Union Station

Seattle, Washington | C.1910

Photo Credit: Rachel Bishop


Entering the Great Hall of Union Station in Seattle, Washington, you may find yourself so taken by its 55-foot vaulted ceilings, arched concourse, and hypnotic, hexagonally tiled floors that you don’t notice that there are no train tracks leading into or out of the station. Despite its visual splendor and apparent purpose, it has long ceased to serve as a railway hub.

At the turn of the century, the Klondike gold rush attracted 200,000 seekers of fortune to Seattle, and by 1911 the city’s population had quadrupled. With little warning, this Pacific Northwest town was no longer a small outpost. To look the part, Seattle embellished its packed new streets with architecture that would make the town appear to be a sophisticated metropolis. Union Station, in all its Beaux-Arts elegance, was built to place the city on a cultural par with San Francisco and other West Coast destinations.

However, Union Station struggled to keep up with increased automobile and ferry traffic. By 1971, the building was abandoned, with six inches of bird droppings blanketing its water-damaged floors and walls on the verge of collapse. It remained in this state of neglect until the late 1990s, when a resurgence of Seattle urban renewal projects brought about a recognition that there might be value in a restored Union Station.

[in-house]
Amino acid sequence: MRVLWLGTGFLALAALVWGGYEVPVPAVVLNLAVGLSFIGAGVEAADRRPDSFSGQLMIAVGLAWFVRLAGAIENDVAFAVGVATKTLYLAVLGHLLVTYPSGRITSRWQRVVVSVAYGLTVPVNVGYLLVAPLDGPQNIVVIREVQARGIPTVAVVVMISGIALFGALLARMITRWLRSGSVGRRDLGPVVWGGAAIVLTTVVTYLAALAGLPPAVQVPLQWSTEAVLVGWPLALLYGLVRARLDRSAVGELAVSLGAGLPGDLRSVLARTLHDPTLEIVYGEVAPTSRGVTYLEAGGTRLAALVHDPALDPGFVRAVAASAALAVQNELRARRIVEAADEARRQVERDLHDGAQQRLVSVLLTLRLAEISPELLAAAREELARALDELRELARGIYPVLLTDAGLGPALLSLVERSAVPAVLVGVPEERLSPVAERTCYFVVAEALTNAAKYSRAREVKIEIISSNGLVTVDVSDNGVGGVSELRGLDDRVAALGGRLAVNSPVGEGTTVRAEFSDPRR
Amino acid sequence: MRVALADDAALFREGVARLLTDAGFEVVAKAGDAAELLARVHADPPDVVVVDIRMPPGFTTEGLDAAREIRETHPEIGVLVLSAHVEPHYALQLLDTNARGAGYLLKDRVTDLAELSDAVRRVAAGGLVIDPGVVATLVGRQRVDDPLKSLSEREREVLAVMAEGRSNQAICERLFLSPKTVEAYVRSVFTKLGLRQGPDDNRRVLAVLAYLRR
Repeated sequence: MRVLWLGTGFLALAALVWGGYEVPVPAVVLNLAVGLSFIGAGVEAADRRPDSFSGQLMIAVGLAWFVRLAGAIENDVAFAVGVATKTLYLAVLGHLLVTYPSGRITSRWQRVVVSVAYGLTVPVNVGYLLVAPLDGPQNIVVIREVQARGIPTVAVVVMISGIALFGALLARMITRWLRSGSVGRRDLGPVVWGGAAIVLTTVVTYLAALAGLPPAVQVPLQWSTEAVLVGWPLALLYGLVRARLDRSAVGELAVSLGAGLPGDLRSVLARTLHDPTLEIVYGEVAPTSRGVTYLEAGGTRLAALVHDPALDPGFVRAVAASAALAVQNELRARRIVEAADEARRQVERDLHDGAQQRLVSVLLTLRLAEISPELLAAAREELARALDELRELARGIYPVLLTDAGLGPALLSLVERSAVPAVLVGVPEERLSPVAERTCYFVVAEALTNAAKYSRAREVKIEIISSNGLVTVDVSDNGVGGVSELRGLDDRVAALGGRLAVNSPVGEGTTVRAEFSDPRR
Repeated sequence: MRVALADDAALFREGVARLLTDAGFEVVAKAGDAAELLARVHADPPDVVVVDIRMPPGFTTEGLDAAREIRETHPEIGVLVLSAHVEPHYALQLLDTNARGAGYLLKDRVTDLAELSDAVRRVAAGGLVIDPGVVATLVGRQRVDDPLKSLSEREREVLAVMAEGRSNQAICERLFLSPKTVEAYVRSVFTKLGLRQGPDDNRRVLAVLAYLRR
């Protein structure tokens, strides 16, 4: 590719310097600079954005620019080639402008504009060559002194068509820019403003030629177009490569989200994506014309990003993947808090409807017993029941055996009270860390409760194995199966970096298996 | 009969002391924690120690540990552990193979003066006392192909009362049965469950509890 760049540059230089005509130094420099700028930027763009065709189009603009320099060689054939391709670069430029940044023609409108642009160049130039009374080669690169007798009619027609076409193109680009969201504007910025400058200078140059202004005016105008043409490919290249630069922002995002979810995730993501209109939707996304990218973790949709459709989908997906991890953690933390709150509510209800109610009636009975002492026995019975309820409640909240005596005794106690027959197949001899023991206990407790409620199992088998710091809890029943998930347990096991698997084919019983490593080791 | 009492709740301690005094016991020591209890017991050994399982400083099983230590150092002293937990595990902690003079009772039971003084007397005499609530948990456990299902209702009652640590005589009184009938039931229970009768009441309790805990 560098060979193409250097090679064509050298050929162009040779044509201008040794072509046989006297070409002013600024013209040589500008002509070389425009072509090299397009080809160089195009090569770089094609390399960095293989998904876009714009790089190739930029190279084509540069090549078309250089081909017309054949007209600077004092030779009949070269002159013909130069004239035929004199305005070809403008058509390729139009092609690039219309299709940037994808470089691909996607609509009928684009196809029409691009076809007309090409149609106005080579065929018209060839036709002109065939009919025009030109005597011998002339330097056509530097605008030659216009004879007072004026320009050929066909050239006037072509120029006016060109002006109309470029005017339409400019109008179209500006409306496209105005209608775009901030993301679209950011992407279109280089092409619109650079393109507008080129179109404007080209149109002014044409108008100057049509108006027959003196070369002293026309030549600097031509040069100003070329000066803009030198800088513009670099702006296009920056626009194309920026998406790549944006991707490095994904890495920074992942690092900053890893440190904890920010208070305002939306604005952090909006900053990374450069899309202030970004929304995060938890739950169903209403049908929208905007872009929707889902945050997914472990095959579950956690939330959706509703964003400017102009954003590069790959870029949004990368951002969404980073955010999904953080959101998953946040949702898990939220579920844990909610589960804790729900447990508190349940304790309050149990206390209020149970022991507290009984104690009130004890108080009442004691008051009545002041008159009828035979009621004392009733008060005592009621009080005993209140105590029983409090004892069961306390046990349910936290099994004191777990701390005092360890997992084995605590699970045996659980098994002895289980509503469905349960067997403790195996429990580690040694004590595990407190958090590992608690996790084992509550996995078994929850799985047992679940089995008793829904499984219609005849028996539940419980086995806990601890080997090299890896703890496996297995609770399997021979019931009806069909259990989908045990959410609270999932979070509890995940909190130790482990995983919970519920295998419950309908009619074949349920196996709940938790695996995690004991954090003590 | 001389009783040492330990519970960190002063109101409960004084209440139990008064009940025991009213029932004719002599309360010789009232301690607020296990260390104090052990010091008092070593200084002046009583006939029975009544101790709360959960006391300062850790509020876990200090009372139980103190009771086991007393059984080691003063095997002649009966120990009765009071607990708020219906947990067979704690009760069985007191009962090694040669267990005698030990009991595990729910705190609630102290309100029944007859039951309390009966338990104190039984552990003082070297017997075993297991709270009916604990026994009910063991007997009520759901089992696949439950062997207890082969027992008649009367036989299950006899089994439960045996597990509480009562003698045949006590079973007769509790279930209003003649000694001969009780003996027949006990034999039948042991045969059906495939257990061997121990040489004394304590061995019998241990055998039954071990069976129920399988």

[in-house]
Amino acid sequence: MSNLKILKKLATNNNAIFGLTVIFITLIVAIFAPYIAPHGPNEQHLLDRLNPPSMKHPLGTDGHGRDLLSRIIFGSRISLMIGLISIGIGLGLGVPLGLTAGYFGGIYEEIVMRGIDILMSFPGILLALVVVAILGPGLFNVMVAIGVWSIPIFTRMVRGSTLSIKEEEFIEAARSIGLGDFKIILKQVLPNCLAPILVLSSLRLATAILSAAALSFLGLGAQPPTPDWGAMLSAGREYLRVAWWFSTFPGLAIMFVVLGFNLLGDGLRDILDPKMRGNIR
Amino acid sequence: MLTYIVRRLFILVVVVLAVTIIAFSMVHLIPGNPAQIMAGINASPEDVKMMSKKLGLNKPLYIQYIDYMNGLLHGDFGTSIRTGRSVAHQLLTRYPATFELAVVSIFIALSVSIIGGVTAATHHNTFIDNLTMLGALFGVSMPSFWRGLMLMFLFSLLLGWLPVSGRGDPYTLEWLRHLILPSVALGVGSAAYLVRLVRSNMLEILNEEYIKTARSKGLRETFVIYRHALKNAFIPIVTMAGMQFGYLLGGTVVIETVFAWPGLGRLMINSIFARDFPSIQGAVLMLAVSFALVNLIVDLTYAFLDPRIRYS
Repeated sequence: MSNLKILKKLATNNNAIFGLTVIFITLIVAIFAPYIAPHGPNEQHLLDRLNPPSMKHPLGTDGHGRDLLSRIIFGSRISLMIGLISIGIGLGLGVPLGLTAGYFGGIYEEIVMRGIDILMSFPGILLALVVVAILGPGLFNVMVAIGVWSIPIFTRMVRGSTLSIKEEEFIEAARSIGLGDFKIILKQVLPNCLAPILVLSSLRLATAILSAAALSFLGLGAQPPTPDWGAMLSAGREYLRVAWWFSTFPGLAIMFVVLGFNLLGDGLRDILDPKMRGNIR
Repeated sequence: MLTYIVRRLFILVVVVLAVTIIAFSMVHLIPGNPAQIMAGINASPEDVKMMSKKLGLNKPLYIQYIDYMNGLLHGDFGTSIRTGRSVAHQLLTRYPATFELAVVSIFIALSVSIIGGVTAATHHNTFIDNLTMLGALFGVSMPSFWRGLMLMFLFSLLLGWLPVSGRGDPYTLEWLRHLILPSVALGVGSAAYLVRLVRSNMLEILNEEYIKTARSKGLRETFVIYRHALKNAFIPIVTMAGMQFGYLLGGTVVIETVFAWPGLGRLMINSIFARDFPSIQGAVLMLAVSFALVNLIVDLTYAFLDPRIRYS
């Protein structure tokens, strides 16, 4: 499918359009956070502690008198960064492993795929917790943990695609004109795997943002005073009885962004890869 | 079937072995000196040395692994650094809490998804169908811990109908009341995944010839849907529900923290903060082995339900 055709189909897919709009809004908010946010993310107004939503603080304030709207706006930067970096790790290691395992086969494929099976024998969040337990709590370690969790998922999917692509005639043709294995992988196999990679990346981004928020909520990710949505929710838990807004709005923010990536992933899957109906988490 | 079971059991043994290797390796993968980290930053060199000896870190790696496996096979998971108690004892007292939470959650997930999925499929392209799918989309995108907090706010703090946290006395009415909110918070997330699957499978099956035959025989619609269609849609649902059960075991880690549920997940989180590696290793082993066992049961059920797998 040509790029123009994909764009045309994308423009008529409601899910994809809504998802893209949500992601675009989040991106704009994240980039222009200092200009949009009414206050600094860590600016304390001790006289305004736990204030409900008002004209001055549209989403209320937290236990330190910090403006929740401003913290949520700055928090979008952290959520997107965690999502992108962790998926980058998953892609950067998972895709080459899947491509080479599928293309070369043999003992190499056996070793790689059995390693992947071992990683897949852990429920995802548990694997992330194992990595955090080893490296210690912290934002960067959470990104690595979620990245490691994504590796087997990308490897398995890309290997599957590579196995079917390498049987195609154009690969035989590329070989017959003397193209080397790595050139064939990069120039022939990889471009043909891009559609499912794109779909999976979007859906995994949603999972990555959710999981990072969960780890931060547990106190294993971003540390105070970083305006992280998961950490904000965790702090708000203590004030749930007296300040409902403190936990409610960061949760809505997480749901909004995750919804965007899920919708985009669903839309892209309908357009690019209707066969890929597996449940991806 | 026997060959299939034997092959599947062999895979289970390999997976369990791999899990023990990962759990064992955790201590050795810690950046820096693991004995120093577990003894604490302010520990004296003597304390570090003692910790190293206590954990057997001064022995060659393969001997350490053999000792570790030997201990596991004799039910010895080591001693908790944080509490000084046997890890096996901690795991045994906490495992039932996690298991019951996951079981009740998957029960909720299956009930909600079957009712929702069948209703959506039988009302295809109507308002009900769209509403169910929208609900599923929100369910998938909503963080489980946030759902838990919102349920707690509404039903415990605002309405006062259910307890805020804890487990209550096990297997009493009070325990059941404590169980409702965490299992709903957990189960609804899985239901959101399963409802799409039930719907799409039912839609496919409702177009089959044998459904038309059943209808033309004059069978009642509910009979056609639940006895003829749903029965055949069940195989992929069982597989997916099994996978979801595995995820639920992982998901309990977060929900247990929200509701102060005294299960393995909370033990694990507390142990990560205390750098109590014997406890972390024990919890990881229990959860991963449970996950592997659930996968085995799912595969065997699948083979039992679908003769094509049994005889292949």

Devoted individuals stepped forward to make this endeavor possible, including the seventy-eight-year-old man who had serviced the station’s clock decades earlier. Volunteering his skills, he repaired the face and arms of the iconic timepiece, allowing it to tick and tock just as it once had.

📖 Full Story Page 26

Create an account to comment! Login/Sign Up.

Log in

Need an account? Sign up

Sign up

Already have an account? Log In

Enter your email to reset your password

Enter your new password